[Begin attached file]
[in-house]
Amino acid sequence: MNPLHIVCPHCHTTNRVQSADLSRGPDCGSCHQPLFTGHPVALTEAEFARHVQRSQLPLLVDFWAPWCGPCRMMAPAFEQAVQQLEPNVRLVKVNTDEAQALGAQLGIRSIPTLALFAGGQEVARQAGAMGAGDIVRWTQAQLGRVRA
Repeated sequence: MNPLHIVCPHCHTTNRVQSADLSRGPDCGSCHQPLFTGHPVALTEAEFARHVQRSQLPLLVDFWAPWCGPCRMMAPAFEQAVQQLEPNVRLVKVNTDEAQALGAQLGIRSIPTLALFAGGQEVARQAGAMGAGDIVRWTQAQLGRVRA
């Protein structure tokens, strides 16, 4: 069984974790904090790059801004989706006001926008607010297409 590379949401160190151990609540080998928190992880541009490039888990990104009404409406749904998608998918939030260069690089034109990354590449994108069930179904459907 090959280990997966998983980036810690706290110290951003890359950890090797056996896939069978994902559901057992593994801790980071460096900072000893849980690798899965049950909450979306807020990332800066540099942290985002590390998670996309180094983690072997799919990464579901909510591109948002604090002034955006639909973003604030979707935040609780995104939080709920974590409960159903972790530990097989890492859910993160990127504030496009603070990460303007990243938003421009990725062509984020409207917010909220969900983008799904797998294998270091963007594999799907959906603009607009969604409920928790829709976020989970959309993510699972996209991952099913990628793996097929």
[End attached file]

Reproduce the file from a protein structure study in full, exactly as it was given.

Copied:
[in-house]
Amino acid sequence: MNPLHIVCPHCHTTNRVQSADLSRGPDCGSCHQPLFTGHPVALTEAEFARHVQRSQLPLLVDFWAPWCGPCRMMAPAFEQAVQQLEPNVRLVKVNTDEAQALGAQLGIRSIPTLALFAGGQEVARQAGAMGAGDIVRWTQAQLGRVRA
Repeated sequence: MNPLHIVCPHCHTTNRVQSADLSRGPDCGSCHQPLFTGHPVALTEAEFARHVQRSQLPLLVDFWAPWCGPCRMMAPAFEQAVQQLEPNVRLVKVNTDEAQALGAQLGIRSIPTLALFAGGQEVARQAGAMGAGDIVRWTQAQLGRVRA
């Protein structure tokens, strides 16, 4: 069984974790904090790059801004989706006001926008607010297409 590379949401160190151990609540080998928190992880541009490039888990990104009404409406749904998608998918939030260069690089034109990354590449994108069930179904459907 090959280990997966998983980036810690706290110290951003890359950890090797056996896939069978994902559901057992593994801790980071460096900072000893849980690798899965049950909450979306807020990332800066540099942290985002590390998670996309180094983690072997799919990464579901909510591109948002604090002034955006639909973003604030979707935040609780995104939080709920974590409960159903972790530990097989890492859910993160990127504030496009603070990460303007990243938003421009990725062509984020409207917010909220969900983008799904797998294998270091963007594999799907959906603009607009969604409920928790829709976020989970959309993510699972996209991952099913990628793996097929």